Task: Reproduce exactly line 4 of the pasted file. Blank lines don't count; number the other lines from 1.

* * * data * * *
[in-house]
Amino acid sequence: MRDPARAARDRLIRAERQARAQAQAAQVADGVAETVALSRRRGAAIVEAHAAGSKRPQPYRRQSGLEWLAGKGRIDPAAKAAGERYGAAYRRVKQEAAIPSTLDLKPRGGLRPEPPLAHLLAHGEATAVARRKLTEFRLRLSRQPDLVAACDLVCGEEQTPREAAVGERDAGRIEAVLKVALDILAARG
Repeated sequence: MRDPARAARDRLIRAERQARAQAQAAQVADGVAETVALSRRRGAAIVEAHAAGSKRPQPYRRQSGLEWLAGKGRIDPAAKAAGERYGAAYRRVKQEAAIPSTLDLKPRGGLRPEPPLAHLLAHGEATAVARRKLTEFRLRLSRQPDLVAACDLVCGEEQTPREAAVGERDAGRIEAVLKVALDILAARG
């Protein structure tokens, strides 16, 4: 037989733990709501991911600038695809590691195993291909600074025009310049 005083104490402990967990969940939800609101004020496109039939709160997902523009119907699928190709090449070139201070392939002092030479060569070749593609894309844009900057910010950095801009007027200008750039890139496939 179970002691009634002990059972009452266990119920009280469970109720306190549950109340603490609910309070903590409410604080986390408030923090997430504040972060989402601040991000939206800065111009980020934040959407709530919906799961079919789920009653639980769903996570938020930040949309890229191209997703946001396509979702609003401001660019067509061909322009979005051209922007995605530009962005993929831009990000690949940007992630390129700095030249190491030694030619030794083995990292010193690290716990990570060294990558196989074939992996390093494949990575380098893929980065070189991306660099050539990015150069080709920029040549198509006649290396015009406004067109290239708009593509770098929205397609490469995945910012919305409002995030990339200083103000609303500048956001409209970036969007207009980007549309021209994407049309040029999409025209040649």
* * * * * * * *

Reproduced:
């Protein structure tokens, strides 16, 4: 037989733990709501991911600038695809590691195993291909600074025009310049 005083104490402990967990969940939800609101004020496109039939709160997902523009119907699928190709090449070139201070392939002092030479060569070749593609894309844009900057910010950095801009007027200008750039890139496939 179970002691009634002990059972009452266990119920009280469970109720306190549950109340603490609910309070903590409410604080986390408030923090997430504040972060989402601040991000939206800065111009980020934040959407709530919906799961079919789920009653639980769903996570938020930040949309890229191209997703946001396509979702609003401001660019067509061909322009979005051209922007995605530009962005993929831009990000690949940007992630390129700095030249190491030694030619030794083995990292010193690290716990990570060294990558196989074939992996390093494949990575380098893929980065070189991306660099050539990015150069080709920029040549198509006649290396015009406004067109290239708009593509770098929205397609490469995945910012919305409002995030990339200083103000609303500048956001409209970036969007207009980007549309021209994407049309040029999409025209040649």